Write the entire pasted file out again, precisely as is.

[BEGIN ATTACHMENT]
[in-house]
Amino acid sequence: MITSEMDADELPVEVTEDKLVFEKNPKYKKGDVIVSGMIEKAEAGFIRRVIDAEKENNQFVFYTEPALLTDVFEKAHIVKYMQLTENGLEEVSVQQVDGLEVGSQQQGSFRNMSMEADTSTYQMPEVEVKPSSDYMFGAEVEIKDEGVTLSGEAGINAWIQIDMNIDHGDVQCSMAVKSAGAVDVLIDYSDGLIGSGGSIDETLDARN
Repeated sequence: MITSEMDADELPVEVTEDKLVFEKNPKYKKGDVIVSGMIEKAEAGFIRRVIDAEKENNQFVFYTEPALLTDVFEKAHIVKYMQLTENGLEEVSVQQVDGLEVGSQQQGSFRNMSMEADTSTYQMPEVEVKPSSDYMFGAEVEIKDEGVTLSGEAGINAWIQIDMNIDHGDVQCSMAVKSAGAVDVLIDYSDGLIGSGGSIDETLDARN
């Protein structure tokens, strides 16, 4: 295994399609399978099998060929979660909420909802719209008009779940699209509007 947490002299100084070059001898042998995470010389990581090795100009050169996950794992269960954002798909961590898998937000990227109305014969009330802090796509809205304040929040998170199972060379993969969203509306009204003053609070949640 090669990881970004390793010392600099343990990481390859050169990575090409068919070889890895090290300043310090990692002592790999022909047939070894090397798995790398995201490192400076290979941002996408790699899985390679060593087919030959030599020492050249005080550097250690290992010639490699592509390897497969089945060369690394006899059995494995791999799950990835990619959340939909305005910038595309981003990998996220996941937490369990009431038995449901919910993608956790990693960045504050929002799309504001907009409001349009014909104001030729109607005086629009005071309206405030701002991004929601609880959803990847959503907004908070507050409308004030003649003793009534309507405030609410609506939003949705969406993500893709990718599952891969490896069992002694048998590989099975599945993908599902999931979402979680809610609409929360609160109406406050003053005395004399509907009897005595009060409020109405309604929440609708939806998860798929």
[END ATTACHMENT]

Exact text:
[in-house]
Amino acid sequence: MITSEMDADELPVEVTEDKLVFEKNPKYKKGDVIVSGMIEKAEAGFIRRVIDAEKENNQFVFYTEPALLTDVFEKAHIVKYMQLTENGLEEVSVQQVDGLEVGSQQQGSFRNMSMEADTSTYQMPEVEVKPSSDYMFGAEVEIKDEGVTLSGEAGINAWIQIDMNIDHGDVQCSMAVKSAGAVDVLIDYSDGLIGSGGSIDETLDARN
Repeated sequence: MITSEMDADELPVEVTEDKLVFEKNPKYKKGDVIVSGMIEKAEAGFIRRVIDAEKENNQFVFYTEPALLTDVFEKAHIVKYMQLTENGLEEVSVQQVDGLEVGSQQQGSFRNMSMEADTSTYQMPEVEVKPSSDYMFGAEVEIKDEGVTLSGEAGINAWIQIDMNIDHGDVQCSMAVKSAGAVDVLIDYSDGLIGSGGSIDETLDARN
């Protein structure tokens, strides 16, 4: 295994399609399978099998060929979660909420909802719209008009779940699209509007 947490002299100084070059001898042998995470010389990581090795100009050169996950794992269960954002798909961590898998937000990227109305014969009330802090796509809205304040929040998170199972060379993969969203509306009204003053609070949640 090669990881970004390793010392600099343990990481390859050169990575090409068919070889890895090290300043310090990692002592790999022909047939070894090397798995790398995201490192400076290979941002996408790699899985390679060593087919030959030599020492050249005080550097250690290992010639490699592509390897497969089945060369690394006899059995494995791999799950990835990619959340939909305005910038595309981003990998996220996941937490369990009431038995449901919910993608956790990693960045504050929002799309504001907009409001349009014909104001030729109607005086629009005071309206405030701002991004929601609880959803990847959503907004908070507050409308004030003649003793009534309507405030609410609506939003949705969406993500893709990718599952891969490896069992002694048998590989099975599945993908599902999931979402979680809610609409929360609160109406406050003053005395004399509907009897005595009060409020109405309604929440609708939806998860798929």